Russia, which had left the war early, suffered land losses as well. Romania and Poland both gained Russian territory. Finland, Estonia, Latvia, and Lithuania, formerly part of Russia, became independent nations.
“A Peace Built on Quicksand” In the end, the Treaty of Versailles did little to build a lasting peace. For one thing, the United States—considered after the war to be the dominant nation in the world—ultimately rejected the treaty. Many Americans objected to the settlement and especially to President Wilson’s League of Nations. Americans believed that the United States’ best hope for peace was to stay out of European affairs. The United States worked out a separate treaty with Germany and its allies several years later.
In addition, the treaty with Germany, in particular the war-guilt clause, left a legacy of bitterness and hatred in the hearts of the German people. Other countries felt cheated and betrayed by the peace settlements as well. Throughout Africa and Asia, people in the mandated territories were angry at the way the Allies disregarded their desire for independence. The European powers, it seemed to them, merely talked about the principle of national self-determination. European colonialism, disguised as the mandate system, continued in Asia and Africa.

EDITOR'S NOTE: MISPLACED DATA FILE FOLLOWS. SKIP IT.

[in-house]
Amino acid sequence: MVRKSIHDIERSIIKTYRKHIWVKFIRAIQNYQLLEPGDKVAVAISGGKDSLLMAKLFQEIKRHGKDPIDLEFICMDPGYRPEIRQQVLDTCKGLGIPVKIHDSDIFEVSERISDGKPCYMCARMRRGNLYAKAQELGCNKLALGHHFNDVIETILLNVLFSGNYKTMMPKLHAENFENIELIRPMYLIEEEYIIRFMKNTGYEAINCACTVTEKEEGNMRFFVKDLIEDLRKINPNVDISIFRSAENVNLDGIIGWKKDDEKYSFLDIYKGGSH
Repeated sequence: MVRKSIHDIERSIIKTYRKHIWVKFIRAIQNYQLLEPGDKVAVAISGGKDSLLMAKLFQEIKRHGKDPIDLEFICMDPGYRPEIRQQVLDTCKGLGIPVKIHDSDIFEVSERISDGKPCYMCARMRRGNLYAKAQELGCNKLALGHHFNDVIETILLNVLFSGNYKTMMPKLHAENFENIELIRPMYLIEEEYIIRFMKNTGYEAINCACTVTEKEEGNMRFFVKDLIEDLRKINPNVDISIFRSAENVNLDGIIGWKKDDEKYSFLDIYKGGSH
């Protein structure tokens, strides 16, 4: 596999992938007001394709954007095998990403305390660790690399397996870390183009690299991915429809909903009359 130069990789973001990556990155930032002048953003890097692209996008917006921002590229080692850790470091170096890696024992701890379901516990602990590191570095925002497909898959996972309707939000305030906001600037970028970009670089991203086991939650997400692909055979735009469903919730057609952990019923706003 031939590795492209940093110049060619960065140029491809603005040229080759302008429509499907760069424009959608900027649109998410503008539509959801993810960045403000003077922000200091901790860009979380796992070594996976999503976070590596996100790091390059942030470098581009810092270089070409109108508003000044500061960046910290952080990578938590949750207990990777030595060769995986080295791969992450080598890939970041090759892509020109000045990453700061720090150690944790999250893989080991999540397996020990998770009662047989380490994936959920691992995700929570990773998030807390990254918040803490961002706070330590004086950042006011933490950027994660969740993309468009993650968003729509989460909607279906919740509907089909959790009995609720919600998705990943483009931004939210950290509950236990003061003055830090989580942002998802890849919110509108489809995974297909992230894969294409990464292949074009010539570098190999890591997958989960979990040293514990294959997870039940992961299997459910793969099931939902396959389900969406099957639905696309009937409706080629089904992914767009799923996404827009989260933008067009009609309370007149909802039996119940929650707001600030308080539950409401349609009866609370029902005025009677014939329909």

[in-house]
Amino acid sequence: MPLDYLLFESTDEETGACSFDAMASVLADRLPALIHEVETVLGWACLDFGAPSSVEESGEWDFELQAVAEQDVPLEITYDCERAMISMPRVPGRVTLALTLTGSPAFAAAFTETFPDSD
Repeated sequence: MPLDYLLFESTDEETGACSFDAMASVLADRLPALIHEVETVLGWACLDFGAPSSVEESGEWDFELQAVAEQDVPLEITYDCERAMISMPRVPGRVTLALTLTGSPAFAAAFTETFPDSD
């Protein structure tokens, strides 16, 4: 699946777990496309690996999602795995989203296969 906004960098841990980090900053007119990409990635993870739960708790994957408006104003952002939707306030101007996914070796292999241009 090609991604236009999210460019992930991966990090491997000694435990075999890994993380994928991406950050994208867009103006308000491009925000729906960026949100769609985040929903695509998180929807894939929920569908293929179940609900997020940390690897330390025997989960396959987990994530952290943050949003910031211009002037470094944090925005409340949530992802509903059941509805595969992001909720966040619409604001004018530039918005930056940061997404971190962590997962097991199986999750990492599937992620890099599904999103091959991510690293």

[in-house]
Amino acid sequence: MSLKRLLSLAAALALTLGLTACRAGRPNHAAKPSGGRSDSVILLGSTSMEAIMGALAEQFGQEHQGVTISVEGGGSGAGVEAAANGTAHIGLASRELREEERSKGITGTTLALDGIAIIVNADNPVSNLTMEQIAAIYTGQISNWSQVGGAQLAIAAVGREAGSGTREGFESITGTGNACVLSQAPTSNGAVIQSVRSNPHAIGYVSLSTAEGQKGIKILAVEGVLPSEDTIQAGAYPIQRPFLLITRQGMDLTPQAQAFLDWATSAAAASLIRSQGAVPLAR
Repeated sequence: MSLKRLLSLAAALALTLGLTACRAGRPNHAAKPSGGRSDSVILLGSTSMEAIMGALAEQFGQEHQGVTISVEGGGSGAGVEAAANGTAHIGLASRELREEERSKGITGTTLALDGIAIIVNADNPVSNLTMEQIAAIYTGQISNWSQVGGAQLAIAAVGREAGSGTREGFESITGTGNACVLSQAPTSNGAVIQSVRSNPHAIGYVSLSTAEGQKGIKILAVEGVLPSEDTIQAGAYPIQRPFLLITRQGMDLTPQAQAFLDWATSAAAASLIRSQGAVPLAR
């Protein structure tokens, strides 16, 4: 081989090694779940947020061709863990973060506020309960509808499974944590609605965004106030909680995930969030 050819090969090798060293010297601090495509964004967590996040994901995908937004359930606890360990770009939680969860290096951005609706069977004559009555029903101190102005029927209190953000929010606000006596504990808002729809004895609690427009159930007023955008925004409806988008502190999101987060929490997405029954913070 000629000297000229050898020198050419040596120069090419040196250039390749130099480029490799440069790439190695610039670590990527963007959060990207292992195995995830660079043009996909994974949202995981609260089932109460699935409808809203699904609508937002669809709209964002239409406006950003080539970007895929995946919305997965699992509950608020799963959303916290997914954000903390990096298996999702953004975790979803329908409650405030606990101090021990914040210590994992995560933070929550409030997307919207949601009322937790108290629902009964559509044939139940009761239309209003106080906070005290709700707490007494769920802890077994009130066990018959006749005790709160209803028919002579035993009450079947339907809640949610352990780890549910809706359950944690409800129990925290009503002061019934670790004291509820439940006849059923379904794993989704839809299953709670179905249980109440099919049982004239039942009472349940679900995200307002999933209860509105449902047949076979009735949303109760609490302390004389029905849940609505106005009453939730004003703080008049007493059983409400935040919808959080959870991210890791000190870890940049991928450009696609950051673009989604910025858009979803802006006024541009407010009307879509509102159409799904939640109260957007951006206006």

Some Allied powers, too, were embittered by the outcome. Both Japan and Italy, which had entered the war to gain territory, had gained less than they wanted. Lacking the support of the United States, and later other world powers, the League of Nations was in no position to take action on these and other complaints. The settlements at Versailles represented, as one observer noted, “a peace built on quicksand.” Indeed, that quicksand eventually would give way. In a little more than two decades, the treaties’ legacy of bitterness would help plunge the world into another catastrophic war.